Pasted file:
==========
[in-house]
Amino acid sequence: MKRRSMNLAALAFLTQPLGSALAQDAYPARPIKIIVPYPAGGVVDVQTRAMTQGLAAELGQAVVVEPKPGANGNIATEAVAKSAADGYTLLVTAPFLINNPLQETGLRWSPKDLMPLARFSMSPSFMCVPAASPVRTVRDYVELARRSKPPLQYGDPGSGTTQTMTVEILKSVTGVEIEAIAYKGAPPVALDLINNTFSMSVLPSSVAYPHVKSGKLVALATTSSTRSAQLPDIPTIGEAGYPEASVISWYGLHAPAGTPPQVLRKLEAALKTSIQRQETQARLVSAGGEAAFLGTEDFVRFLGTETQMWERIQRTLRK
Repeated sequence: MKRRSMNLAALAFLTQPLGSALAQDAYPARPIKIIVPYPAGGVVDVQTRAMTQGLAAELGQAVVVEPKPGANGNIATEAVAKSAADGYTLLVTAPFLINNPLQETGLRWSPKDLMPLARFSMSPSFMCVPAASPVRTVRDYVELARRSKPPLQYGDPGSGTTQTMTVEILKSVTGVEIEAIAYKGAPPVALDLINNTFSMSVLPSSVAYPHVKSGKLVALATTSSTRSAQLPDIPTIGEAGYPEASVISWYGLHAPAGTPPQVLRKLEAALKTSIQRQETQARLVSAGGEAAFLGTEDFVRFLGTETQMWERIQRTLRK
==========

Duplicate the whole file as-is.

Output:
[in-house]
Amino acid sequence: MKRRSMNLAALAFLTQPLGSALAQDAYPARPIKIIVPYPAGGVVDVQTRAMTQGLAAELGQAVVVEPKPGANGNIATEAVAKSAADGYTLLVTAPFLINNPLQETGLRWSPKDLMPLARFSMSPSFMCVPAASPVRTVRDYVELARRSKPPLQYGDPGSGTTQTMTVEILKSVTGVEIEAIAYKGAPPVALDLINNTFSMSVLPSSVAYPHVKSGKLVALATTSSTRSAQLPDIPTIGEAGYPEASVISWYGLHAPAGTPPQVLRKLEAALKTSIQRQETQARLVSAGGEAAFLGTEDFVRFLGTETQMWERIQRTLRK
Repeated sequence: MKRRSMNLAALAFLTQPLGSALAQDAYPARPIKIIVPYPAGGVVDVQTRAMTQGLAAELGQAVVVEPKPGANGNIATEAVAKSAADGYTLLVTAPFLINNPLQETGLRWSPKDLMPLARFSMSPSFMCVPAASPVRTVRDYVELARRSKPPLQYGDPGSGTTQTMTVEILKSVTGVEIEAIAYKGAPPVALDLINNTFSMSVLPSSVAYPHVKSGKLVALATTSSTRSAQLPDIPTIGEAGYPEASVISWYGLHAPAGTPPQVLRKLEAALKTSIQRQETQARLVSAGGEAAFLGTEDFVRFLGTETQMWERIQRTLRK